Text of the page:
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Re: Table Read PIC18Fxxx TBLPTR 2019/08/20 07:37:33 (permalink) ☄ Helpfulby _pike 2019/08/20 09:36:00
+1 (1)
Add the UPPER, HIGH, and LOW operators to select the appropriate bytes of the address label:

   MOVLW     upper STRING_OF_DATA
   MOVWF     TBLPTRU                
   MOVLW     high STRING_OF_DATA
   MOVWF     TBLPTRH
   MOVLW     low STRING_OF_DATA
   MOVWF     TBLPTRL

 
post edited by 1and0 - 2019/08/20 07:55:04
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_pike
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Re: Table Read PIC18Fxxx TBLPTR 2019/08/20 09:38:10 (permalink)
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When i was experimenting i used it at the end of the label with an underscore....Thats why it took it as a label and never worked!!
 
  THANK YOU...!!!!!
 
<edit> Perhaps you edited your post..... but i firstly saw your answer through my e-mail..... if i dont use these bits the program is not working <edit>
post edited by _pike - 2019/08/20 09:45:37
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1and0
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Re: Table Read PIC18Fxxx TBLPTR 2019/08/20 10:00:58 (permalink)
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_pike
Perhaps you edited your post..... but i firstly saw your answer through my e-mail..... if i dont use these bits the program is not working

Yes, you need those bits. I was thinking of another PIC18 that does not have NVMREG.
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_pike
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Re: Table Read PIC18Fxxx TBLPTR 2019/08/20 10:11:34 (permalink)
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This works like a charm !!!! But i noticed to the mplabx terminal output that if my text is...
 
hello db "Hello"
 
it outputs HHello  
 
It re-print the first letter...does this has to do with the way that it stores the bytes?
(i mean because its making words)
 
Thank you!!!
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1and0
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Re: Table Read PIC18Fxxx TBLPTR 2019/08/20 12:32:54 (permalink)
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_pike
This works like a charm !!!! But i noticed to the mplabx terminal output that if my text is...
 
hello db "Hello"
 
it outputs HHello  
 
It re-print the first letter...does this has to do with the way that it stores the bytes?

No, that line of code is same as
hello   db  'H', 'e', 'l', 'l', 'o'

so the issue is somewhere else.
 
#17
_pike
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Re: Table Read PIC18Fxxx TBLPTR 2019/08/20 12:46:02 (permalink)
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Here is the code.....  Smile: Smile
 

 
 
  BANKSEL NVMCON1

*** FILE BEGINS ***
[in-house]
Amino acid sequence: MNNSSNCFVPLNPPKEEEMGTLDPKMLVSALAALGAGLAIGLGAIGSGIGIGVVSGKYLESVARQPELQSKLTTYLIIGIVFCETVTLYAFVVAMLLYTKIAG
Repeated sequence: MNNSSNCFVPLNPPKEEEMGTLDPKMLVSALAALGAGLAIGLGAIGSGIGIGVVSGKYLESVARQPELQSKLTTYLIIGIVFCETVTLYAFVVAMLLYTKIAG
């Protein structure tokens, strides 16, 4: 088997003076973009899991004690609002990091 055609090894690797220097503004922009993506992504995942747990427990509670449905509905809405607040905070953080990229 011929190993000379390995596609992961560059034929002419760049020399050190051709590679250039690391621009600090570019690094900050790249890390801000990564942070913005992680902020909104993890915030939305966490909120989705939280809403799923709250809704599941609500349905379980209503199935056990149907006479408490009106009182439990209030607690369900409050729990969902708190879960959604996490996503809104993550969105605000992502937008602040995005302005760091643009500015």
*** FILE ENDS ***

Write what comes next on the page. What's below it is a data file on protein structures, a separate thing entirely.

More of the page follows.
BCF       NVMCON1, REG0           ; point to Program Flash Memory
  BSF       NVMCON1, REG1           ; access Program Flash Memory
  MOVLW     upper HELLO            
  MOVWF     TBLPTRU               
  MOVLW     high HELLO
  MOVWF     TBLPTRH
  MOVLW     low HELLO
  MOVWF     TBLPTRL
 
READ_WORD
  TBLRD*+                   ; read into TABLAT and increment
  MOVF      TABLAT, W       ; get data
 
    
   banksel U1ERRIR
    MOVWF U1TXB
   
    btfss U1ERRIR,TXMTIF
    bra $-2
    
    call wait250msec
    call wait250msec
    call wait250msec
    call wait250msec
    call wait250msec
    call wait250msec
    
     bra read_word
   
 HELLO DB "HELLO"
 
 
 
 
 

post edited by _pike - 2019/08/20 12:49:50

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_pike
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Re: Table Read PIC18Fxxx TBLPTR 2019/08/21 11:02:55 (permalink)
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Found the problem of re-printing the first character...!!!! Hope to help someone else... (if has same issue.)
These days i am experimenting with a new microcontroller i bought. So after the SFR's initialization, i have the above code running as a main ... Adding a small delay fixed the problem. I am not completely sure why is this happening but i guess that has to do with the ftdi board... Because although i havent any source connected to my breadboard the microcontroller takes the required voltage from the ftdi board through the usb and works .So all this somewhere interferes and adding a small delay lets the things settle down before starting transmittion...  ( Hope to write someone who can understand exactly why is this happening. )
 
Regards Panagiotis
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1and0
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Re: Table Read PIC18Fxxx TBLPTR 2019/08/21 15:01:26 (permalink)
+1 (1)
_pike

   banksel U1ERRIR
    MOVWF U1TXB
   
    btfss U1ERRIR,TXMTIF
    bra $-2


Replace that with this
    banksel PIR3
    btfss   PIR3,U1TXIF
    bra     $-2
 
    banksel U1TXB
    movwf   U1TXB

so it does not wait for transmission to finish.
#20